The CNX plan “is directing massive amounts of federal funding to something that should be the responsibility of polluters to address,” Ricks says.

Mine methane: ‘noxious’ greenhouse gas

Mining coal releases a lot of methane — the main component of natural gas. If it builds up in the mine, it can explode, so coal mine operators vent it to the atmosphere.

Methane leaks from oil and gas wells are regulated. But not from coal mines. Ricks says they should be.

Ricks worries that allowing companies like CNX to count “negative emissions” from cleaning up methane will undercut hydrogen projects that net fewer carbon emissions.

If you are a green hydrogen producer that’s being undercut by a (conventional hydrogen)… facility that’s just buying cheap, coal mine methane credits and still getting the exact same large subsidy, you’re going to be undercut,” Ricks said.

Another problem Ricks foresees with CNX’s proposed rule change is it could create incentives for some of the biggest methane emitters, like coal mines and dairy farms, to produce more methane in order to capture the tax credit.

“It would make agricultural methane …extremely valuable, to the point where dairy farms will be incentivized to create the manure lagoons that create this methane in the first place, rather than disposal methods that don’t create methane,” Ricks says.

Still, some climate experts are more accepting of the CNX plan.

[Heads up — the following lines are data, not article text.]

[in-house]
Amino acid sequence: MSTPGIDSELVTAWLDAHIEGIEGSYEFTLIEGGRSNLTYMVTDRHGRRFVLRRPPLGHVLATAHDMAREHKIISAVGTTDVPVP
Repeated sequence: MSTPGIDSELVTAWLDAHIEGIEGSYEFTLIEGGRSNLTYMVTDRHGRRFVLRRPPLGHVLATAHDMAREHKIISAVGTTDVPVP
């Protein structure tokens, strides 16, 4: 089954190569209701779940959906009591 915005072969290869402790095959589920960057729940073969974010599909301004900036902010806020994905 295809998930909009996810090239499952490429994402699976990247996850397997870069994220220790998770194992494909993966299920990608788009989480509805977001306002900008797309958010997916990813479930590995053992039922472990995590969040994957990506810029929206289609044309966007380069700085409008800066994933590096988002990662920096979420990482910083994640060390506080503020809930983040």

Catherine Wolfram, a professor of energy economics at MIT, said she understands the “unease” some may have with “paying a fossil fuel producer to extract or to use fossil fuels.”

Wolfram says the best scenario would be regulations or a carbon tax on methane from coal mines. But lacking that – she sees a legitimate case for CNX’s proposal to capture those methane emissions

“If they’re not using (the methane) to make sustainable aviation fuel, the methane is going to go into the atmosphere. And methane is this noxious, horrible greenhouse gas that’s super potent,” she said.

Right now, Biden’s Treasury department is reviewing thousands of comments it received on the tax credit rules. It’s expected to come out with a final set of rules later this year.

Reporting for this story was supported by the MIT Environmental Solutions Initiative Fellowship.

Read more from our partners, The Allegheny Front.

Reid R. Frazier covers energy for The Allegheny Front. His work has taken him as far away as Texas and Louisiana to report on the petrochemical industry and as close to home as Greene County, Pennsylvania to cover the shale gas boom. His award-winning work has also aired on NPR, Marketplace and other outlets. Reid is currently contributing to StateImpact Pennsylvania, a collaboration among The Allegheny Front, WESA, WITF and WHYY covering the Commonwealth's energy economy. Email: